Parashat Devarim 5781

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A D’var Torah for Parashat Devarim
By Rabbi Michael Rothbaum (’06)

There’s a profound meaning in the practice of Yiddishkayt, a beauty and depth that’s hard to describe if you haven’t lived it. That beauty explains why rabbis and cantors do what we do. In the words of the old saying, nothing worth doing is easy.

Or, as we say in Yiddish, Shver tsu zayn a Yid. It’s hard to be a Jew.

In a 1973 review of the Sholom Aleichem play that took its title from that Yiddish saying, Richard P. Shepard wrote that “ ‘It’s Hard to Be a Jew’ is a phrase that may not quite go back to Moses’ scaling of Mount Sinai, but it is venerable and often verifiable.”[1]

Recent events have only served to help that verification process. We’re still Jews, and it’s still hard.

The challenge of Jewish life starts, of course, with the first Jews. Back then, Abraham and Sarah were called “Hebrews.” Ivrim.[2] Border-crossers. Boundary-transgressors. Category-violators. Crossing out of Haran and into destiny.

Again, in this week’s parashah, Devarim, the Israelites find themselves at a border. But this border is different. It leads to the Promised Land. This time, the Israelites will be crossing a border of self-determination.

Moses reports God’s telling the Israelites: Hey folks. It’s time. Rav lakhem sov et ha-har ha-zeh.[3] Enough already with running around in circles. 38 years in the desert? Grab your carry-on. Atem ovrim.[4] You, Ivrim, are now ovrim. Crossing over. Not running from. Going to. Time to move forward.

In fact, Moses has great news. As they enter the Promised Land, the first people the Israelites will encounter are the descendants of Esau in a land called Seir. And get this Jews — they will be afraid of you!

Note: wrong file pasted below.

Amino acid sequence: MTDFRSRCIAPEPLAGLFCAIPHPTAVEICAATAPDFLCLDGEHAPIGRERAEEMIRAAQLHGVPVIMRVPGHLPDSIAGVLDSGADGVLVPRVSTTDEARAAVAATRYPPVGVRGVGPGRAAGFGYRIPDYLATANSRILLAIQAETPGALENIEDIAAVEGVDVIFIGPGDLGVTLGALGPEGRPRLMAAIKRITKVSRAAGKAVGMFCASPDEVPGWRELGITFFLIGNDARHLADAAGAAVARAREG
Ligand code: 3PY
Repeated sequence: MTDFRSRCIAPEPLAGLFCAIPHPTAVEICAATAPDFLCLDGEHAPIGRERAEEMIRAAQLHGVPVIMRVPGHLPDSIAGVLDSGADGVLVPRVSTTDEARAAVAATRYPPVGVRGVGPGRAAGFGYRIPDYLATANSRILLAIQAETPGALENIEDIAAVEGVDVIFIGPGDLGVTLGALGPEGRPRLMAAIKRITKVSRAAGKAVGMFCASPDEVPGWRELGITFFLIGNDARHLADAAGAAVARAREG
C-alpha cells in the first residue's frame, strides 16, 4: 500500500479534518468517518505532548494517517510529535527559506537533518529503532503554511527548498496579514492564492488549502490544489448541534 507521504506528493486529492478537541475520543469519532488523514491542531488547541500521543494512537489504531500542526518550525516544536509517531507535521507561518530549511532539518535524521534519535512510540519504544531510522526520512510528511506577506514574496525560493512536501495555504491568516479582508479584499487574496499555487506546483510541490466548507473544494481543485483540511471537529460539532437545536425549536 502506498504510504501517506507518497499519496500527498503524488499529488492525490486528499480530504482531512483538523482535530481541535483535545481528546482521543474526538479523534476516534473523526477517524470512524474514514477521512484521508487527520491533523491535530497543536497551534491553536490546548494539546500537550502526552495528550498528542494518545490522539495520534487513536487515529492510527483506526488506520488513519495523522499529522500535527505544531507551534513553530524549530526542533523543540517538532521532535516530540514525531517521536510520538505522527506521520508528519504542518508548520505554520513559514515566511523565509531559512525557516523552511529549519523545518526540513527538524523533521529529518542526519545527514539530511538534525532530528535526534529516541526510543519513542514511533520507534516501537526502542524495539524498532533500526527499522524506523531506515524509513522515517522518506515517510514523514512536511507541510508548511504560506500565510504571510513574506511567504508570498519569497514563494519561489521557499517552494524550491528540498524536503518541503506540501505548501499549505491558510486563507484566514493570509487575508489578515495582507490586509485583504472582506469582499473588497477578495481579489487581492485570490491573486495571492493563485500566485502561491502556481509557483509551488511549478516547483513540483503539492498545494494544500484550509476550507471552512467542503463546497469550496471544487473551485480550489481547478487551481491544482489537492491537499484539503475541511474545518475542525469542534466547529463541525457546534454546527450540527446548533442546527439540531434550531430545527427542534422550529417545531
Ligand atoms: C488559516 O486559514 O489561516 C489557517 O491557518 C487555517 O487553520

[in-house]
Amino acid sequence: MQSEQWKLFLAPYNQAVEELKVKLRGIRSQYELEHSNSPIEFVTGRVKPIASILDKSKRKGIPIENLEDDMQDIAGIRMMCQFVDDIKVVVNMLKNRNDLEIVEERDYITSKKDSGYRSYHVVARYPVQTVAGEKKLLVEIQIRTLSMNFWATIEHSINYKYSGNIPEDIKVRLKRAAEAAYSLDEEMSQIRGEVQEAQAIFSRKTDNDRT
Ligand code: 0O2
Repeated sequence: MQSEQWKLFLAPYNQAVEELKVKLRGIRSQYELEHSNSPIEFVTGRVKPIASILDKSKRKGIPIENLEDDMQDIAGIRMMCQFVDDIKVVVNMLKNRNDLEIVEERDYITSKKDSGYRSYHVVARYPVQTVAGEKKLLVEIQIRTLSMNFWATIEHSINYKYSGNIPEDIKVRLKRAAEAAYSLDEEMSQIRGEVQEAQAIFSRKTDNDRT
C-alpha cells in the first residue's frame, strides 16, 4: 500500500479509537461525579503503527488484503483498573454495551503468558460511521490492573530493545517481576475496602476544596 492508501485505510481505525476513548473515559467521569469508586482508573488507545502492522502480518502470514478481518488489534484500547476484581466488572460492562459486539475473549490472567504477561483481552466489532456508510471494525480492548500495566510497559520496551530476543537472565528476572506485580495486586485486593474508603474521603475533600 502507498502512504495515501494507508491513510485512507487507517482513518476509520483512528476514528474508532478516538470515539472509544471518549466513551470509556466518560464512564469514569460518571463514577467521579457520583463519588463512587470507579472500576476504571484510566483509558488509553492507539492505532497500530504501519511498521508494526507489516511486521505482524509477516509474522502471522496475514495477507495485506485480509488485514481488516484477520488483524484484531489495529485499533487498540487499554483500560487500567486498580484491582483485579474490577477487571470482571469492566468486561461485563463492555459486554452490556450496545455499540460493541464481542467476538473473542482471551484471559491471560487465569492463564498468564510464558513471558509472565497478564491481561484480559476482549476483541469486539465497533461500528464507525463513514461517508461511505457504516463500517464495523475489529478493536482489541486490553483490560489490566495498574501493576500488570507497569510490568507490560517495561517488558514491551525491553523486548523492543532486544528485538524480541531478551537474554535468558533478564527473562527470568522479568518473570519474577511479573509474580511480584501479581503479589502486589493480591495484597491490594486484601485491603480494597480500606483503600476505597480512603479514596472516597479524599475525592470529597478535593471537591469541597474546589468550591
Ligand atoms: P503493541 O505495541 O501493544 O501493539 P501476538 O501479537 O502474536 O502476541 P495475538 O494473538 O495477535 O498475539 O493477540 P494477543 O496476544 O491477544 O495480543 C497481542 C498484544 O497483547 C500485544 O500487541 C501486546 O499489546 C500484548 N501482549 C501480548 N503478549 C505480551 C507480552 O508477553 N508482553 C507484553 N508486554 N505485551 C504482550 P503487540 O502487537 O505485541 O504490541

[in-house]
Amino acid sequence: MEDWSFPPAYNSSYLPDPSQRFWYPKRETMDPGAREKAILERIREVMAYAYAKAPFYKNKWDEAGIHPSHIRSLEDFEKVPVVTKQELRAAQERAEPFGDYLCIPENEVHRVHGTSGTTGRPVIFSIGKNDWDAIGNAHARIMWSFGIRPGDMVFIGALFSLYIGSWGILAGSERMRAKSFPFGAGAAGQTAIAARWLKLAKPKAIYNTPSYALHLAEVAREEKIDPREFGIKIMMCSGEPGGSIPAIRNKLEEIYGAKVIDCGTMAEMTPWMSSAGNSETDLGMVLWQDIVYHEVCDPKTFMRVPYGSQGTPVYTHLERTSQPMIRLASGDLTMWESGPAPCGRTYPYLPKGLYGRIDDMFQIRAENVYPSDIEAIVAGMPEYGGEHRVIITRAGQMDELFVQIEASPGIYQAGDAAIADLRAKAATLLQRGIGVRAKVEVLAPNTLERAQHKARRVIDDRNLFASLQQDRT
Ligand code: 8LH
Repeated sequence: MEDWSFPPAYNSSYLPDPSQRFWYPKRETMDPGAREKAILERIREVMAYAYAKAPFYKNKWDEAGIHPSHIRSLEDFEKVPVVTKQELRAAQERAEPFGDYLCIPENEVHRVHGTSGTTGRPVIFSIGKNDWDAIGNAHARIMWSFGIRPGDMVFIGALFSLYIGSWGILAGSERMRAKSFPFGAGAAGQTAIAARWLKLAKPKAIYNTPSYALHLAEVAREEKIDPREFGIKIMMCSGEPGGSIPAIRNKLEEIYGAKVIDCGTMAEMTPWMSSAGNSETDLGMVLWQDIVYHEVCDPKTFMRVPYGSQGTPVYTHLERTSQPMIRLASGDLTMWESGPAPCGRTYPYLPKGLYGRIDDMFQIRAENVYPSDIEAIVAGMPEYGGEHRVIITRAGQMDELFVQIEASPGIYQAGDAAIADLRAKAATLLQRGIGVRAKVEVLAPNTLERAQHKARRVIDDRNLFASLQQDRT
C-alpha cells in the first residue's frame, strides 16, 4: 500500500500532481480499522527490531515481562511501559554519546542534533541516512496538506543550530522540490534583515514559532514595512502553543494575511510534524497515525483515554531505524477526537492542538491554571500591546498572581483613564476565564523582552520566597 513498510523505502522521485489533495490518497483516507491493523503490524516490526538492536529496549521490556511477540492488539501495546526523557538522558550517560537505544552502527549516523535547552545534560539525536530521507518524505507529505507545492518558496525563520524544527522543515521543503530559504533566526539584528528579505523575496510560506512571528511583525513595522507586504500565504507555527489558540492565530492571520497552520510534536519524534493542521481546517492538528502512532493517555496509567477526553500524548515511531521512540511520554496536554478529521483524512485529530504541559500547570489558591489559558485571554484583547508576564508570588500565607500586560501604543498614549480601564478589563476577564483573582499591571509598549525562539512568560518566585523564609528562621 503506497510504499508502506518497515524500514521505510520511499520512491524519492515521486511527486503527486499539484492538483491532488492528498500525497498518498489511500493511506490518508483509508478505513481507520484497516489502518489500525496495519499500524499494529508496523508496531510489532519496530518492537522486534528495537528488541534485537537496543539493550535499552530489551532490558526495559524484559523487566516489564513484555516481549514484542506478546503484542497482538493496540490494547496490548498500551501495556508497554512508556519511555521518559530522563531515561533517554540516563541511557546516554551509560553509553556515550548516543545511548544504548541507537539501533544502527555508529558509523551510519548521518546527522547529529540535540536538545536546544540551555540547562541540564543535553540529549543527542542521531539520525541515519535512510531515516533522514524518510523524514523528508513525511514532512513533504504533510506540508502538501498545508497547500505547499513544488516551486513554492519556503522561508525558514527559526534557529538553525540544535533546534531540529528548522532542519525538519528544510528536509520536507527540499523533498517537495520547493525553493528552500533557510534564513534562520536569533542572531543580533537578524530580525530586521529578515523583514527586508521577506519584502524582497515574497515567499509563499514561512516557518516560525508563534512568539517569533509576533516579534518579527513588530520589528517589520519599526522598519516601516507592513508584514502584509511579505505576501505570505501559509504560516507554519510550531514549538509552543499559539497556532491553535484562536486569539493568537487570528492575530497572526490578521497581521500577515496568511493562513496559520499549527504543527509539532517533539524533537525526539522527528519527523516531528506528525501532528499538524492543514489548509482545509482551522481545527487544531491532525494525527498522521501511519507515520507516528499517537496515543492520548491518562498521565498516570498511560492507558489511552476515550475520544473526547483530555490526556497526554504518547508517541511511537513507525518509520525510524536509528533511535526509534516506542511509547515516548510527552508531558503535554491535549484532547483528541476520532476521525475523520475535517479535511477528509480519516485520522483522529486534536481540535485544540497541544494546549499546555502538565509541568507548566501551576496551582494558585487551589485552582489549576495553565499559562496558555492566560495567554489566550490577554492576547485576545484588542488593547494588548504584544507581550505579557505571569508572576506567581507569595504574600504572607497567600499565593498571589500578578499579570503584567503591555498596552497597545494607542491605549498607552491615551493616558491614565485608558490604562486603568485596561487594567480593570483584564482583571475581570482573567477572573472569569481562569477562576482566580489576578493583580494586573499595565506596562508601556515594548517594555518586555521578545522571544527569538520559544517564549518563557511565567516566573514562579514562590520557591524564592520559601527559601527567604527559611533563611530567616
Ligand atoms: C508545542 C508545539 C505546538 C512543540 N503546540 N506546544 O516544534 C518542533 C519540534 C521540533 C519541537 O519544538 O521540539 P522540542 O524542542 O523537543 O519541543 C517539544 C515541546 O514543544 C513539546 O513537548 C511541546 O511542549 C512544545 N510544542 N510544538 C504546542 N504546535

Afraid? Of us? A random group of misfits? How can they be afraid of us when we’re afraid of everyone else? Amazing!

But the next instruction is even more amazing, amazing not just in light of everything the Israelites had been through. But amazing in light of everything generations of their children would go through.

V’nishmartem me’od. “Be very careful.” Al tit’garu bam.[5] “Don’t provoke” the children of Esau. Remember Esau? The guy who tried to kill Jacob? Leave his descendants alone. And again, four verses later, about the Moabites: Don’t oppress them. Don’t provoke them. And still again, about the Ammonites: Don’t oppress them. Don’t provoke them.

What’s this, Moses? I thought you said they’re afraid of us! Let’s go get us a Promised Land! What are we waiting for?

What’s going on here?

“Your ancestors had to deal with feelings of weakness and inadequacy,” writes the legendary 20th Century Torah commentator Nechama Leibowitz in response to these verses. “You,” she continues, “will have to deal with the moral challenge of not abusing your superior power in dealing with weaker peoples.”

Living on the precipice, living a precarious life of vulnerability, a thousand generations at the mercy of the ruling authority, could leave us timid and afraid. Or, more tragically, it could have the opposite effect. It could harden us, make us heartless, cruel, bloodless.